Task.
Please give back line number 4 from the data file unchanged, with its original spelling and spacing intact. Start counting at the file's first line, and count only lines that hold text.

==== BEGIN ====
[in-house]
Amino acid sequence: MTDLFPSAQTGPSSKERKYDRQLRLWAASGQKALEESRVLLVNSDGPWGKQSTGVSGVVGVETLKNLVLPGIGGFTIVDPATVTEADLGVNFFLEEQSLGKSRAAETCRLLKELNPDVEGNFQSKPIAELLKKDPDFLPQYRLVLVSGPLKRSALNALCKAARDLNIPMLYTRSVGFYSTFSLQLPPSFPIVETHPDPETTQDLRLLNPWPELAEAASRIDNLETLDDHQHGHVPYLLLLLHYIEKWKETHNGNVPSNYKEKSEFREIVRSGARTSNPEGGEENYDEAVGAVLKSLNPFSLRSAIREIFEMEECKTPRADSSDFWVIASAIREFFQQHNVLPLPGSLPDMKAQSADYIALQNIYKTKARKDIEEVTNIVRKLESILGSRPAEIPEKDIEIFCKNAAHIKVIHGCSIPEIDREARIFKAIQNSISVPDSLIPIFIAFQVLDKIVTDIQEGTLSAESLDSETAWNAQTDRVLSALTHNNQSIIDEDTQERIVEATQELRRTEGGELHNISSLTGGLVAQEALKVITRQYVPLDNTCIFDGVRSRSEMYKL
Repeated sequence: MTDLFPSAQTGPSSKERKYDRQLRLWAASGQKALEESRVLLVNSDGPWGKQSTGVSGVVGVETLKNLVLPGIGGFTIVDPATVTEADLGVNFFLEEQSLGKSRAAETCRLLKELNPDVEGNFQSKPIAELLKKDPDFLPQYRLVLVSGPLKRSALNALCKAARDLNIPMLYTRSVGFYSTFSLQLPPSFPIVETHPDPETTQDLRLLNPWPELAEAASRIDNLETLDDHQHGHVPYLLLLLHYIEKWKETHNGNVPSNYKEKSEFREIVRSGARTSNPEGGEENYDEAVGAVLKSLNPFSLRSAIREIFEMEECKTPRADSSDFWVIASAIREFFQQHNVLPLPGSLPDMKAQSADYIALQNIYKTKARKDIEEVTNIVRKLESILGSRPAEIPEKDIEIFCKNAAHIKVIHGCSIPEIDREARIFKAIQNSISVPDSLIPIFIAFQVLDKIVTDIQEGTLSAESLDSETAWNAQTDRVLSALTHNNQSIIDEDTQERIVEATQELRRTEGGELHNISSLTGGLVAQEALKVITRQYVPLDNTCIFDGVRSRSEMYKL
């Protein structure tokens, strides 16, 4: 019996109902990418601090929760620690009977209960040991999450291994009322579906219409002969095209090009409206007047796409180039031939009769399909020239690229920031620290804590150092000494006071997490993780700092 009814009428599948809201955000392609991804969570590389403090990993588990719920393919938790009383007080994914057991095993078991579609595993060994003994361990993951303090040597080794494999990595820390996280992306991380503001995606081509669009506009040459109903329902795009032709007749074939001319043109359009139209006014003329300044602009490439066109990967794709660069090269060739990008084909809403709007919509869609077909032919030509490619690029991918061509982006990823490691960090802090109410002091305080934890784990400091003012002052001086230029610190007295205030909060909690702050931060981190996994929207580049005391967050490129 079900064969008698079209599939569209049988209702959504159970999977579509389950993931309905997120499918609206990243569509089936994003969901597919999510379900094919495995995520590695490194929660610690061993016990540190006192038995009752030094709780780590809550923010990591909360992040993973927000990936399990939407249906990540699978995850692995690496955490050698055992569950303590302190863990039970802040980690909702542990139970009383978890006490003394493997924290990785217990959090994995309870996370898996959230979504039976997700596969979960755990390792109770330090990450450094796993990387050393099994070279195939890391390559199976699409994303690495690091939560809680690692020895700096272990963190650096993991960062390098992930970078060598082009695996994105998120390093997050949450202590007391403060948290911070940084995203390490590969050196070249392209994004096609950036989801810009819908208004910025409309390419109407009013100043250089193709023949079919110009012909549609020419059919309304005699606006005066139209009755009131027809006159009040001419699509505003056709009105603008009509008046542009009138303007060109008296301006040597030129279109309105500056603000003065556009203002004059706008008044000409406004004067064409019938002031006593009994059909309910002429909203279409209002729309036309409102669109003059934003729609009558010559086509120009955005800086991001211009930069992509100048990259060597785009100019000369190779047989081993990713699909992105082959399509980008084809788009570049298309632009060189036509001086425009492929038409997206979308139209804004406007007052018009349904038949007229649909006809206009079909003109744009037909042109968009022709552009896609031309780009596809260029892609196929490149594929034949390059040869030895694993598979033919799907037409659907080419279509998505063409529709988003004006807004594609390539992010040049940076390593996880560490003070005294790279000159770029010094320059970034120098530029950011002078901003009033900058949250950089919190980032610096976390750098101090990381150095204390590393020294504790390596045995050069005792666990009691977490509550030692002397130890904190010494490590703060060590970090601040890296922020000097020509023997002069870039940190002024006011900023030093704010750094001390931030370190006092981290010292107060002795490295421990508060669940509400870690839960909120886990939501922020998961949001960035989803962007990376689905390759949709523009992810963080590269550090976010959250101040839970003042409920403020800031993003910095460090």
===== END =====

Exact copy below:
């Protein structure tokens, strides 16, 4: 019996109902990418601090929760620690009977209960040991999450291994009322579906219409002969095209090009409206007047796409180039031939009769399909020239690229920031620290804590150092000494006071997490993780700092 009814009428599948809201955000392609991804969570590389403090990993588990719920393919938790009383007080994914057991095993078991579609595993060994003994361990993951303090040597080794494999990595820390996280992306991380503001995606081509669009506009040459109903329902795009032709007749074939001319043109359009139209006014003329300044602009490439066109990967794709660069090269060739990008084909809403709007919509869609077909032919030509490619690029991918061509982006990823490691960090802090109410002091305080934890784990400091003012002052001086230029610190007295205030909060909690702050931060981190996994929207580049005391967050490129 079900064969008698079209599939569209049988209702959504159970999977579509389950993931309905997120499918609206990243569509089936994003969901597919999510379900094919495995995520590695490194929660610690061993016990540190006192038995009752030094709780780590809550923010990591909360992040993973927000990936399990939407249906990540699978995850692995690496955490050698055992569950303590302190863990039970802040980690909702542990139970009383978890006490003394493997924290990785217990959090994995309870996370898996959230979504039976997700596969979960755990390792109770330090990450450094796993990387050393099994070279195939890391390559199976699409994303690495690091939560809680690692020895700096272990963190650096993991960062390098992930970078060598082009695996994105998120390093997050949450202590007391403060948290911070940084995203390490590969050196070249392209994004096609950036989801810009819908208004910025409309390419109407009013100043250089193709023949079919110009012909549609020419059919309304005699606006005066139209009755009131027809006159009040001419699509505003056709009105603008009509008046542009009138303007060109008296301006040597030129279109309105500056603000003065556009203002004059706008008044000409406004004067064409019938002031006593009994059909309910002429909203279409209002729309036309409102669109003059934003729609009558010559086509120009955005800086991001211009930069992509100048990259060597785009100019000369190779047989081993990713699909992105082959399509980008084809788009570049298309632009060189036509001086425009492929038409997206979308139209804004406007007052018009349904038949007229649909006809206009079909003109744009037909042109968009022709552009896609031309780009596809260029892609196929490149594929034949390059040869030895694993598979033919799907037409659907080419279509998505063409529709988003004006807004594609390539992010040049940076390593996880560490003070005294790279000159770029010094320059970034120098530029950011002078901003009033900058949250950089919190980032610096976390750098101090990381150095204390590393020294504790390596045995050069005792666990009691977490509550030692002397130890904190010494490590703060060590970090601040890296922020000097020509023997002069870039940190002024006011900023030093704010750094001390931030370190006092981290010292107060002795490295421990508060669940509400870690839960909120886990939501922020998961949001960035989803962007990376689905390759949709523009992810963080590269550090976010959250101040839970003042409920403020800031993003910095460090």